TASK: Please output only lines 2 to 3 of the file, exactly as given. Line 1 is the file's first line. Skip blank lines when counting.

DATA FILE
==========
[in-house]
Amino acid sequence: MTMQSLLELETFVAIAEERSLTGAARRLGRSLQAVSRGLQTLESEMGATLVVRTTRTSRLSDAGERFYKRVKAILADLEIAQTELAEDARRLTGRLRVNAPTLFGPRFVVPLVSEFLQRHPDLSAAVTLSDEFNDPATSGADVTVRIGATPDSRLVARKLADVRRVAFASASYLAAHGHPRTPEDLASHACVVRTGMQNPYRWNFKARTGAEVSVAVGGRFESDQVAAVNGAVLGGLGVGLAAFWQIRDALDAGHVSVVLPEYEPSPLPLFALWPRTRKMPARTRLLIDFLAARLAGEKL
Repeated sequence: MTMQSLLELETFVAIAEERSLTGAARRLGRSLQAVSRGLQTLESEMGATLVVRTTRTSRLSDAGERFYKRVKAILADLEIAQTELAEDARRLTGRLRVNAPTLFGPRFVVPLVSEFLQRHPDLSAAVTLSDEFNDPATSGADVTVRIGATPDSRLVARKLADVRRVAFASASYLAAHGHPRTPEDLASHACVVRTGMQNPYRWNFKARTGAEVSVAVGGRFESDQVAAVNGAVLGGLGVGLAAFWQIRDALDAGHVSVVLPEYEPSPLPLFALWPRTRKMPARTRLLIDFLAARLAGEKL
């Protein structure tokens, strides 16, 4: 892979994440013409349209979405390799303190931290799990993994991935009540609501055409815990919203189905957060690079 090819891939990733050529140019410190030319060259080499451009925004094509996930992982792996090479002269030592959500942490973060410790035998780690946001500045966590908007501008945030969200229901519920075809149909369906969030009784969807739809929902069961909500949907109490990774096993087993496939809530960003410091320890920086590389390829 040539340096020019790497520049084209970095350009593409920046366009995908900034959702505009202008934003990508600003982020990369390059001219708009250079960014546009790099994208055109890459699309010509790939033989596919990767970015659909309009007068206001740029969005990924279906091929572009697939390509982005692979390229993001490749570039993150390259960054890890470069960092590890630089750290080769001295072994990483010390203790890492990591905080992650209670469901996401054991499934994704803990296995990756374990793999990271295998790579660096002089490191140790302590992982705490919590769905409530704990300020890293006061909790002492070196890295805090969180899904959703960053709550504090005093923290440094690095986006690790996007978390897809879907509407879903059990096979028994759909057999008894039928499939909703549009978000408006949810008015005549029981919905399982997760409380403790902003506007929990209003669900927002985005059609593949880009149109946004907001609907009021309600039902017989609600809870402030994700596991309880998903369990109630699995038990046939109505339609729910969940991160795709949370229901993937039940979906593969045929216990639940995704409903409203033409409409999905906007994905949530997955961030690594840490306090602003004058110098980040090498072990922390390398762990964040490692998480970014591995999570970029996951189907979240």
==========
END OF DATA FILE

Amino acid sequence: MTMQSLLELETFVAIAEERSLTGAARRLGRSLQAVSRGLQTLESEMGATLVVRTTRTSRLSDAGERFYKRVKAILADLEIAQTELAEDARRLTGRLRVNAPTLFGPRFVVPLVSEFLQRHPDLSAAVTLSDEFNDPATSGADVTVRIGATPDSRLVARKLADVRRVAFASASYLAAHGHPRTPEDLASHACVVRTGMQNPYRWNFKARTGAEVSVAVGGRFESDQVAAVNGAVLGGLGVGLAAFWQIRDALDAGHVSVVLPEYEPSPLPLFALWPRTRKMPARTRLLIDFLAARLAGEKL
Repeated sequence: MTMQSLLELETFVAIAEERSLTGAARRLGRSLQAVSRGLQTLESEMGATLVVRTTRTSRLSDAGERFYKRVKAILADLEIAQTELAEDARRLTGRLRVNAPTLFGPRFVVPLVSEFLQRHPDLSAAVTLSDEFNDPATSGADVTVRIGATPDSRLVARKLADVRRVAFASASYLAAHGHPRTPEDLASHACVVRTGMQNPYRWNFKARTGAEVSVAVGGRFESDQVAAVNGAVLGGLGVGLAAFWQIRDALDAGHVSVVLPEYEPSPLPLFALWPRTRKMPARTRLLIDFLAARLAGEKL